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My Hometown: Jonas Hiller

Wednesday, 01.29.2014 / 6:09 PM
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Ducks Off the Ice by Adam Brady
My Hometown: Jonas Hiller
Jonas HillerMy Hometown is a new running series in Ducks Off the Ice, in which players take some time to talk about where they grew up.

Our latest subject is Jonas Hiller:

Urnäsch, Switzerland 

Location: Urnäsch is a municipality in the canton of Appenzell Ausserrhoden, located in Eastern Switzerland.

Population:
Approximately 2,200

Area: 18 square miles

History:
In 831 A.D. a part of Urnäsch known as Färchen was first mentioned.

Current weather: 32° F and mostly cloudy

Hiller on his hometown
Funny thing is, in Switzerland, you have your birthplace and your place of origin. My birthplace is listed as Felben Wellhaussen, but I never lived there. I was born in Wattwil, but I grew up in a place called Urnäsch which is almost in the Alps, close to the German and Austria border. We moved there when I was 2 years old and I was there until I was 18.

Living in Urnäsch
It’s a really small village, but it was nice. It was really laid-back, and I loved growing up there because you could go outside in the greenery, or the woods were about a two-minute walk away. It would get quite cold in the winter, but in the summer, you had a lot of time in the afternoons to play soccer or do different stuff with friends after school. When I got into hockey, there were a few guys my age who joined the team too, and we always had a good group together, so the parents didn’t have to drive every single time. They were able to switch off a little bit.

Getting Into Hockey
I have pictures of me at 2 years old on the ice, but I really got into it when I was 5 or 6. That’s when I started going to organized practices. I started as a forward and a defenseman, but I was always amazed by the big equipment, so I wanted to become a goalie. But it wasn’t until I was 8 that I got into it, but my parents made sure I kept doing both so I could learn to skate and shoot. At around the age of 12, I didn’t really want to be a goalie anymore, but the team was looking for a goalie so I was like, Okay, I’ll do it for one more year. I kind of had a great year and I just thought, I’ll stick with it. I’ve been a goalie ever since.

His Parents
My parents were both really into sports, not really into hockey at first but more into basketball. My mom was a teacher at the school, so even in the winter, we were able to go in the hall where they have sports classes and use them in the afternoon when nobody was at school. That was a little advantage I had there. She later became a principal and still does that. There was a printing factory that my dad used to work for, but he’s retired now. He still lives in the same house I grew up in, but my mom lives about 45 minutes away, close to where she grew up.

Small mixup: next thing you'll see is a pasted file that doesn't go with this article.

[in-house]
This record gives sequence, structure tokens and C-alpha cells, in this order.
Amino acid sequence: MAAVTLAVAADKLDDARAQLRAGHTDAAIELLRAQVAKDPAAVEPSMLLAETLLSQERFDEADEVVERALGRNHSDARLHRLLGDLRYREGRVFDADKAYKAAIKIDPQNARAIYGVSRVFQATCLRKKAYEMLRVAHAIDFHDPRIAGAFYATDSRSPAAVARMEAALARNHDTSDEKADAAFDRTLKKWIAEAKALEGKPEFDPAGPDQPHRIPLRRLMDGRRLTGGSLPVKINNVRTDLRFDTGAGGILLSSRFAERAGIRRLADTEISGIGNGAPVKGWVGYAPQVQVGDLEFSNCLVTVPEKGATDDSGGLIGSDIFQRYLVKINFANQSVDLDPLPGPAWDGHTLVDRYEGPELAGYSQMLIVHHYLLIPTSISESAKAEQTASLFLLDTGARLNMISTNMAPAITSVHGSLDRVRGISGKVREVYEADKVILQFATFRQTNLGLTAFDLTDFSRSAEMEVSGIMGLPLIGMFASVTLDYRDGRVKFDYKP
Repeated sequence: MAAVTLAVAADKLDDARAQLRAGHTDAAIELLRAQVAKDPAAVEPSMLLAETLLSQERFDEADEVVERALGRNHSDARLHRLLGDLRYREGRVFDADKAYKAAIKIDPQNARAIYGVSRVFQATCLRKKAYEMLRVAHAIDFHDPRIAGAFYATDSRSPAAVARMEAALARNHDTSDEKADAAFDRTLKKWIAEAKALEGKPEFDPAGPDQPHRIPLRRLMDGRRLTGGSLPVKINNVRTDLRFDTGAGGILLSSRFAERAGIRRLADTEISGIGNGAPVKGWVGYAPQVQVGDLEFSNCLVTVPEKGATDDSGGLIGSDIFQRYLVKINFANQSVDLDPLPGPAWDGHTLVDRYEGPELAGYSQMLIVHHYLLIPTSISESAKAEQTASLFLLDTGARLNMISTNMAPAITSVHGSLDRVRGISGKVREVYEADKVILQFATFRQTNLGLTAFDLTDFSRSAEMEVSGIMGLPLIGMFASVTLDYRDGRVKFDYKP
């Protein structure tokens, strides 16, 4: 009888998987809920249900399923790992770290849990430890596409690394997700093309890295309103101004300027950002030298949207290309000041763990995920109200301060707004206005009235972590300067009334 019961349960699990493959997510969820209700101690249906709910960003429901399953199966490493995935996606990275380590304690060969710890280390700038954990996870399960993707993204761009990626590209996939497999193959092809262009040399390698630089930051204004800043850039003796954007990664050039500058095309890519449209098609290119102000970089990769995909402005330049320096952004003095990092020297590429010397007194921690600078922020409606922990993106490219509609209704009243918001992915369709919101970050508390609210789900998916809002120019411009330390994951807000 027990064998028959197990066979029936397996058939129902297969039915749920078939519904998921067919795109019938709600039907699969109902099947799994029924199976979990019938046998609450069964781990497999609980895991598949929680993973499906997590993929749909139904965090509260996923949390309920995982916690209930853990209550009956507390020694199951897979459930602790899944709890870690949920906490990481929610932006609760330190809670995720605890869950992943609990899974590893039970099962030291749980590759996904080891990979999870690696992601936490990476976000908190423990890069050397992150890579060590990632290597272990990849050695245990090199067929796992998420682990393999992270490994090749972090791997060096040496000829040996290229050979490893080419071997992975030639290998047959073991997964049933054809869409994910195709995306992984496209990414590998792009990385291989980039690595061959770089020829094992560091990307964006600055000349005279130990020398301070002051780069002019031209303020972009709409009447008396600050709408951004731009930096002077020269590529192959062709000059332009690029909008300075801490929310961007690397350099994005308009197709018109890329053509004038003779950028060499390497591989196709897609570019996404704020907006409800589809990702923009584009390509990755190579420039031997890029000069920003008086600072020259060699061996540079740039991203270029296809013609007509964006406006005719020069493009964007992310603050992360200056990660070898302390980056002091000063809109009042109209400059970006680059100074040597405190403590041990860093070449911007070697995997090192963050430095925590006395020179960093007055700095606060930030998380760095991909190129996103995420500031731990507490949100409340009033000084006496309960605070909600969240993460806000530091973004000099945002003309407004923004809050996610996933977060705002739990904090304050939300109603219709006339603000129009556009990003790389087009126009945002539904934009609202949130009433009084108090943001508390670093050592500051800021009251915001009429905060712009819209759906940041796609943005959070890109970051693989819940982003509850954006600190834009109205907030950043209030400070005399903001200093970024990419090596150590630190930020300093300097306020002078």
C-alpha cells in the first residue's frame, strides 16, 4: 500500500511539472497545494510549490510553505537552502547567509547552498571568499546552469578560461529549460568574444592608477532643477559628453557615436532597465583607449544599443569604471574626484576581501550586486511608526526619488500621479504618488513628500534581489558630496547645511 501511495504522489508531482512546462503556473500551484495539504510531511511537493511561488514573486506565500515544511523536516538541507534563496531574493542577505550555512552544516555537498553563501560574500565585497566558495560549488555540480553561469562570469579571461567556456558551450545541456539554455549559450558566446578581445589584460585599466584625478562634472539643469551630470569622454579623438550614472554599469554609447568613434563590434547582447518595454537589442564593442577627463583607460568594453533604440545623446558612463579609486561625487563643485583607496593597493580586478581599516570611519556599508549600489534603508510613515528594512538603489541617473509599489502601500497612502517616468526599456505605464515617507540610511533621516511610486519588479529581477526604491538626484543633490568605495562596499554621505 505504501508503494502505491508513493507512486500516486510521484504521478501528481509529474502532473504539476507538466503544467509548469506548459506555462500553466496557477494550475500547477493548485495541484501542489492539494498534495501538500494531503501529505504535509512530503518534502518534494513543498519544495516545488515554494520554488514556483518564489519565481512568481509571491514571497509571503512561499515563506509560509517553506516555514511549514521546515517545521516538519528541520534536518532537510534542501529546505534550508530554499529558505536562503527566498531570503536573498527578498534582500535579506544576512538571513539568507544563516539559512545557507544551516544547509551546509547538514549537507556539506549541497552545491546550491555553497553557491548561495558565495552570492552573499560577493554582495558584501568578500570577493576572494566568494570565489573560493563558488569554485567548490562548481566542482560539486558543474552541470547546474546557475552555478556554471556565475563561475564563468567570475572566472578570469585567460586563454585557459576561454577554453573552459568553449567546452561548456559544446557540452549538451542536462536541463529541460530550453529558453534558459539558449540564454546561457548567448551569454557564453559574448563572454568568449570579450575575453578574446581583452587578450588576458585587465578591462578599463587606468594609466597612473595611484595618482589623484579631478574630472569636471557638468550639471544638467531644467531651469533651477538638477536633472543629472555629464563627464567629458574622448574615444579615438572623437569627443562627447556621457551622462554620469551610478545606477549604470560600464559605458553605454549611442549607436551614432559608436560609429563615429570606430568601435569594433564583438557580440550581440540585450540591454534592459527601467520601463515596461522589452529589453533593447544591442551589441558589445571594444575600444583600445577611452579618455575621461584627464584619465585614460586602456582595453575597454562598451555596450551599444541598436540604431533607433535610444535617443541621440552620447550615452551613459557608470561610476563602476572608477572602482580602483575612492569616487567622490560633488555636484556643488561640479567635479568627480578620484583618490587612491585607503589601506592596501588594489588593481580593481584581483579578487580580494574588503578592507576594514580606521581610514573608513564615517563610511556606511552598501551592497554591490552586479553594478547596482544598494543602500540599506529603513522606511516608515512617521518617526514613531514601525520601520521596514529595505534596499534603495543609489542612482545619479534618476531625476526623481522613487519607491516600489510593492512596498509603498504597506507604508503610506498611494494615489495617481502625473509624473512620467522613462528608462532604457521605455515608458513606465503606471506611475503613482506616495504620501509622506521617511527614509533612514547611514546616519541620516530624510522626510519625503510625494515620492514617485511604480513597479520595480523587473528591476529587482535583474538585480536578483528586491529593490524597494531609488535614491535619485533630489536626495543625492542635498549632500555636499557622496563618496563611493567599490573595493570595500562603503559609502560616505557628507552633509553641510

His Own Private Rink
We had a huge balcony, like a terrace, at our house – about 20 meters by 20 meters – and my dad would make an ice surface right on it, so I could go out and skate right at home. It was really fun. We would inline skate in the summer. Underneath there was an office space, and one year a particular guy moved in who wasn’t really happy because he could hear the noise up there all day [laughs]. So, that one year we had to stop playing hockey up there. There were other places to play street hockey and stuff like that. 

Learning Foreign Languages
It has changed there a little bit, but when I was in school, you would have French and Italian classes starting in your third year, depending on where you lived. Those are the other spoken languages in Switzerland. Some schools, they start with English at that age and teach the French and Italian later. I learned French starting with the fourth grade probably all the way through to when I finished college. I started English in the seventh grade and continued in college, taking classes like three times a week. My spoken language is Swiss-German, which is different from High German because there is no grammar or written language. It’s just a German dialect. I learned French, which I used to be really fluent in because I played in the French part of Switzerland. And I speak a little bit of English [laughs].

Getting Back There
I try to go back there in the offseason. I have made a home in the summer in Bern, which is where my wife is from and we have friends there. It’s [three hours] away, so I don’t get to see my parents as much as I want to, but I try to get out there as often as I can and enjoy some time there.

SCHEDULE

HOME
AWAY
PROMOTIONAL

STANDINGS

WESTERN CONFERENCE
  TEAM GP W L OT GF GA PTS
1 z - ANA 82 54 20 8 266 209 116
2 y - COL 82 52 22 8 250 220 112
3 x - STL 82 52 23 7 248 191 111
4 x - SJS 82 51 22 9 249 200 111
5 x - CHI 82 46 21 15 267 220 107
6 x - LAK 82 46 28 8 206 174 100
7 x - MIN 82 43 27 12 207 206 98
8 x - DAL 82 40 31 11 235 228 91
9 PHX 82 37 30 15 216 231 89
10 NSH 82 38 32 12 216 242 88
11 WPG 82 37 35 10 227 237 84
12 VAN 82 36 35 11 196 223 83
13 CGY 82 35 40 7 209 241 77
14 EDM 82 29 44 9 203 270 67

STATS

2013-2014 REGULAR SEASON
SKATERS: GP G A +/- Pts
R. Getzlaf 77 31 56 28 87
C. Perry 81 43 39 32 82
N. Bonino 77 22 27 14 49
M. Perreault 69 18 25 13 43
A. Cogliano 82 21 21 13 42
C. Fowler 70 6 30 15 36
K. Palmieri 71 14 17 9 31
D. Winnik 76 6 24 6 30
H. Lindholm 78 6 24 29 30
S. Koivu 65 11 18 3 29
 
GOALIES: W L OT Sv% GAA
F. Andersen 20 5 0 .923 2.29
J. Hiller 29 13 7 .911 2.48

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